Nigeria requires at least 300 radiotherapy machines to effectively address the gaps in cancer treatment in the country.
The President of Nigeria Cancer Society (NCS), Adamu Alhassan, disclosed this at a press conference to Mark the 2022 world cancer day in Abuja on Friday.
Mr Alhassan said although the World Health Organisation (WHO) recommends over 300 radiotherapy machines for Nigeria, the country has less than 10 operational machines.
According to Premiumtimes, he said the limited number of machines in the country is currently creating a big gap in cancer care to patients.
He said the gap is further widened by the lack of comprehensive health coverage through the National Health Insurance Scheme (NHIS) and the inadequate budgetary provision for health.
World Cancer Day
World Cancer Day is celebrated every year on February 4. It is a global uniting initiative led by the Union for International Cancer Control (UICC).
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Cancer, the second leading cause of death globally, is the uncontrolled growth of a group of cells in the body.
It can occur at any age and if not detected at the right time and untreated, it can increase the risk of death.
The World Health Organisation (WHO) said an estimated 116,000 new cases of cancer and 41,000 cancer-related deaths were recorded in Nigeria in 2018.
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It also said if the current trends are maintained, the cancer burden in Africa is projected to double from 1,055,172 new cancer cases in 2018 to 2,123,245 by 2040.
“The International Agency for Research on Cancer estimates that one in five men and one in six women worldwide will develop cancer over the course of their lifetime, and that one in eight men and one in 11 women will die from the disease,” Mr Alhasan said.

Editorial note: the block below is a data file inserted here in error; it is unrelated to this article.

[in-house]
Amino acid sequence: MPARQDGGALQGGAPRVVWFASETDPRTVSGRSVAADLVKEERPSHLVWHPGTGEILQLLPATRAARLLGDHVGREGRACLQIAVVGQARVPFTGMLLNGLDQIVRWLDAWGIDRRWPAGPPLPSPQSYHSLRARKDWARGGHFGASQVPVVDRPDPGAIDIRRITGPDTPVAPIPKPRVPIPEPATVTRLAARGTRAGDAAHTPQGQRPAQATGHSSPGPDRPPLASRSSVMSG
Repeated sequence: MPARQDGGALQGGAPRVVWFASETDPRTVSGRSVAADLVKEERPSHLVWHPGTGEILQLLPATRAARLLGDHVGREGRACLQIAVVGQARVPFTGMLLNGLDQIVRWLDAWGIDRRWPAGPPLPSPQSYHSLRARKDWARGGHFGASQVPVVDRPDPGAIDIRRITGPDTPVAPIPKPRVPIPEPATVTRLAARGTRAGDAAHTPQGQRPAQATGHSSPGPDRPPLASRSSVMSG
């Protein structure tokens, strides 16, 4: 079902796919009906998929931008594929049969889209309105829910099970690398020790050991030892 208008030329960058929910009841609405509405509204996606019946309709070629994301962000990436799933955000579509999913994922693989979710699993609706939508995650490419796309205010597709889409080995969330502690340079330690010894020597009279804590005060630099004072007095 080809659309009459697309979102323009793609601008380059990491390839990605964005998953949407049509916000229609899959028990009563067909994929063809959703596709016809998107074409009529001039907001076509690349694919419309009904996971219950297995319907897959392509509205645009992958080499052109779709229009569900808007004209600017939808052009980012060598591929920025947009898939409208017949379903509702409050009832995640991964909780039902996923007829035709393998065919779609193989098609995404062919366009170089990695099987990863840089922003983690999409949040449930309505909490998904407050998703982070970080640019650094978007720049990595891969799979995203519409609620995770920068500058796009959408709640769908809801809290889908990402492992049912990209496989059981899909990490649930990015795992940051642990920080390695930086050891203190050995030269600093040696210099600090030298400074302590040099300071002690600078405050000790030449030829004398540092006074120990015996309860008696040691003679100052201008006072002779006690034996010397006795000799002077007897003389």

The theme for World Cancer Day 2022 is ‘Close the Care gap’ and sub-theme is ‘Cancer and Mental Health’.
In Nigeria, the disease has continued to claim many lives due to high cost and inadequate radiotherapy treatment which has been the bane of cancer patients.
Radiotherapy is one of the key routines in the painful fight against cancer. A cancer patient often needs treatment at one point or the other. Experts say it is often better not to start it than to have a break in the sessions.
Today, Nigeria boasts of only eight government-owned radiotherapy machines located in different health facilities in the country.
Cancer and mental health
In his remark, the coordinator, Africa Health Budget Network (AHBN), Aminu Magashi, said cancer patients especially in Nigeria are finding it difficult to access treatment.
Mr Magashi, who was represented by AHBN’s senior programme and partnership officer, Obinna Onuoha, said cancer patients must have access to appropriate and adequate care, given the connection between cancer and mental health.
He urged stakeholders in the health sector to make efforts to address policies that promote harmful practices which lead to various types of cancers.